Jawani ka dil hai
Burhaape ke pug hein
Uchhalna bhi wajib
Phisalnaa bhi wajib

The people of Himachal Pradesh remember and respect him as a fatherly figure for his noble qualities of head and heart, and all that he did for them till the last breath of his life.

Chambaghat (Solan)

Curse of corruption

In his article “Growing curse of corruption — the cause & the cure” (The Tribune, March 18) Mr J.L. Gupta has aptly summarised the existing sad state of affairs in this context when he says that “gold has become the goal and with gold you can lead a man by the nose” and that resultantly we have a society where vice and not virtue prevails.

He has still struck an optimistic note by saying that there are some men with morality even in a predominantly amoral society and that their existence makes public virtue an attainable ideal.

While spearheading a crusade in my own sphere of activity, I have found that exposure of the corrupt and the crafty has only earned the enmity of these wrongdoers and their friends for lifetime. Nothing more than this has been achieved. The matter has not been taken to its logical conclusion by the competent authorities.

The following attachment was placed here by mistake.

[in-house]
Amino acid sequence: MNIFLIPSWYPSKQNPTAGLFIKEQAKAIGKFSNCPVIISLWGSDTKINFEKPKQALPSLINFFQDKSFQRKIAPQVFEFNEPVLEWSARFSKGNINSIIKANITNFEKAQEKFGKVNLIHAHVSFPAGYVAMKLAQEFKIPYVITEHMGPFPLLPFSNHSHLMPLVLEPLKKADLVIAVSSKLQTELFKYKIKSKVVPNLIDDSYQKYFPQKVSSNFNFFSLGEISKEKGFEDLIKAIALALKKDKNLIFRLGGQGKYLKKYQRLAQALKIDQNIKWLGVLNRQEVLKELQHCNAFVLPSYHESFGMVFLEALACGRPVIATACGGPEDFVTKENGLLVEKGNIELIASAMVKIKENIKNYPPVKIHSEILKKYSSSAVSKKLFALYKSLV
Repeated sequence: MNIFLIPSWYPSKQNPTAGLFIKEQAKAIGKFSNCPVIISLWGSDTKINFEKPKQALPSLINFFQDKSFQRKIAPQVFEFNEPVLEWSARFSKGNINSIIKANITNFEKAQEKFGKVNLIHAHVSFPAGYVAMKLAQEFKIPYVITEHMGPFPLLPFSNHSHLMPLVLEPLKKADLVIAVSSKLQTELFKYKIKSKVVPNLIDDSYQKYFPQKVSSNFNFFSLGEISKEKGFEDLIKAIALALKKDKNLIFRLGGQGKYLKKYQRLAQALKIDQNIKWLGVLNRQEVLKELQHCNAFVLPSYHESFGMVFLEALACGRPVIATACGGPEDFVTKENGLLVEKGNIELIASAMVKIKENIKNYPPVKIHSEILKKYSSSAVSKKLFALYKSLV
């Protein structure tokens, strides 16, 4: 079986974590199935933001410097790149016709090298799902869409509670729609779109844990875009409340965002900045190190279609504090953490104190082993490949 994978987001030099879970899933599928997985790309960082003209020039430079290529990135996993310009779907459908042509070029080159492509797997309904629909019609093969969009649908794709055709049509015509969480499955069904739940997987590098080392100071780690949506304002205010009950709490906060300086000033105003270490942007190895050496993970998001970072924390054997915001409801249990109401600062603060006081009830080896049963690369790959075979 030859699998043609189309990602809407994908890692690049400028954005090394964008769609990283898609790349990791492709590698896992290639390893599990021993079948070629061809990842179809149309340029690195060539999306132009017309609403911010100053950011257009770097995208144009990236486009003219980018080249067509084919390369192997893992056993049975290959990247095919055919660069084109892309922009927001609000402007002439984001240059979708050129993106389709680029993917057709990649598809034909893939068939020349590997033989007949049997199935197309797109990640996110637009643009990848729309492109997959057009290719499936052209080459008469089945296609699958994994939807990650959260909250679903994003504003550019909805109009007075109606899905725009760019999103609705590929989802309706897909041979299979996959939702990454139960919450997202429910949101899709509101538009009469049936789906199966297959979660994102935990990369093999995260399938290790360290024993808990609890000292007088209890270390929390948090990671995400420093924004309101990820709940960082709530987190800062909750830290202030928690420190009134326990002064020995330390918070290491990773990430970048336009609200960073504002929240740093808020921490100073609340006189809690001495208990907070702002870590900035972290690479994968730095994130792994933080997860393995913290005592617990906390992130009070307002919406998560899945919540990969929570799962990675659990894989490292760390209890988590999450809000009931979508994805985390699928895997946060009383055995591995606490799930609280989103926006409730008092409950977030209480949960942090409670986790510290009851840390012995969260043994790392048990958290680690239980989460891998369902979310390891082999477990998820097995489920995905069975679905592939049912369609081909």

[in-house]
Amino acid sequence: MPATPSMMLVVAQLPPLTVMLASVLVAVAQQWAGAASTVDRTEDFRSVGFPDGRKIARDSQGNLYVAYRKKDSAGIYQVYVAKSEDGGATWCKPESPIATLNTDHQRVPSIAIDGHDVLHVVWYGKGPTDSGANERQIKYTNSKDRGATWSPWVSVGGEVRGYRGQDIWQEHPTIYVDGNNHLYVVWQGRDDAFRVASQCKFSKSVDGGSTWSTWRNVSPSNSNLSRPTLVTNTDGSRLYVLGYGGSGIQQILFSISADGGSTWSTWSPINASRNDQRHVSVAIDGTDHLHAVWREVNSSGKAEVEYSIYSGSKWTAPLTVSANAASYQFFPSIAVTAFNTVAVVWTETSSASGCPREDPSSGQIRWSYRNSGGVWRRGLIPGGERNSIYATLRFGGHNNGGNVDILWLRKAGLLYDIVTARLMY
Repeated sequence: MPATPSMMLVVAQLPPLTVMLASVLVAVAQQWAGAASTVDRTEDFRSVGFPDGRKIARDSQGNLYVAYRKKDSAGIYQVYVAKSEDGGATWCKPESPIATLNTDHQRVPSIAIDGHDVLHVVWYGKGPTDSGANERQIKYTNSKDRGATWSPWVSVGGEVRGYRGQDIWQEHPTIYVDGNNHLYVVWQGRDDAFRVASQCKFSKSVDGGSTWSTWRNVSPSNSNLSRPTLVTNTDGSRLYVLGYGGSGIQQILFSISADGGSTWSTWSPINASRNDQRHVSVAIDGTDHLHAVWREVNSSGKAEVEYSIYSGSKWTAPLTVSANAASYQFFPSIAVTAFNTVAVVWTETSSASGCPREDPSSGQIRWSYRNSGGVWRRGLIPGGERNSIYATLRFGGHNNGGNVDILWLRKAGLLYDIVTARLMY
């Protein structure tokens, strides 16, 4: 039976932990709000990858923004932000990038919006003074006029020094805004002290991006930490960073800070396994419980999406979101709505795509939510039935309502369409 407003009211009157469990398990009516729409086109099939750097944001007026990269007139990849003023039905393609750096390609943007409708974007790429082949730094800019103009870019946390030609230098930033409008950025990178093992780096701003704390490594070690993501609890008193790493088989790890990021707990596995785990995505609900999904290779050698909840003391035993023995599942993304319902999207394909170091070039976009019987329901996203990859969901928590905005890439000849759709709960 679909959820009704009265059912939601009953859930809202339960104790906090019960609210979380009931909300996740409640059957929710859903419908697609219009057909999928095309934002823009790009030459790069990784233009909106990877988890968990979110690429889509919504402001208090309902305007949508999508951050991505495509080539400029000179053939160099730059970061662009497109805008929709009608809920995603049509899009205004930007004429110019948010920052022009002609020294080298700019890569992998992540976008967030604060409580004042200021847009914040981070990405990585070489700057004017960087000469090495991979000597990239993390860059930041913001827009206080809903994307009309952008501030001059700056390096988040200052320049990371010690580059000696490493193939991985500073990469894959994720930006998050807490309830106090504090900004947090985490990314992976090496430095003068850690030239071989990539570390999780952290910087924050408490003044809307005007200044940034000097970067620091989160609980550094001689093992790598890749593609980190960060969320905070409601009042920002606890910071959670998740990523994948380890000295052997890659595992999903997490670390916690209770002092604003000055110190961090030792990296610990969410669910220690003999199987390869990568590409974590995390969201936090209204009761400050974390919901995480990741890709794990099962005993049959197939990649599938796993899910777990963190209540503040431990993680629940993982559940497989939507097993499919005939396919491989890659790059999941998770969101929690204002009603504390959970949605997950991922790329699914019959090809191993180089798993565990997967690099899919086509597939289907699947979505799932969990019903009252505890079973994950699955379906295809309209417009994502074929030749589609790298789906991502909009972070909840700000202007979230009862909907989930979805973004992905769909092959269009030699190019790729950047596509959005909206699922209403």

The result is that the fence-sitters, whom the author describes as the cowardly corrupt, take a cue from this inaction in such seemingly proven cases of outright theft and dacoity of national wealth, and try to shed their timidity. Why not? Wisdom lies in pursuing an activity which involves low risk, high profitability and added esteem.

I agree with the view that Wang Jianye was rightly paraded in streets for having taken 9,00,000 pounds in bribes and then was shot dead as he was an obstacle in the “progress of economy”, and that every corrupt man in India too should meet this end.


Fuel under fire

The hike in the prices of LPG and kerosene is condemnable on many counts. At the very outset, this post-budget hike came during the recess period of the Budget session, which speaks of the lack of confidence and conviction on the part of government to face the people’s representatives boldly on an issue which is directly linked to the survival and decent living of the common man. Secondly, the argument of the growing pool-deficit to unmanageable limits is a lame excuse to underplay the political and bureaucratic mismanagement and inefficiency.

If some of kerosene meant for PDS finds its way to Bangladesh or to the business community to run their “gensets” during powercuts or even to the unscrupulous petrol-pump owners who adulterate the diesel in bulk, is this not a case of inefficiency and lack of political will to set things right ? If the funds collected from the poor people in taxes are wasted on the “feudal” lifestyle of our “corrupt and criminal” political leadership, why should not the common man grouse at every such hike in prices which will only add to the mismanagement of the economy and further breed corruption and inefficiency ?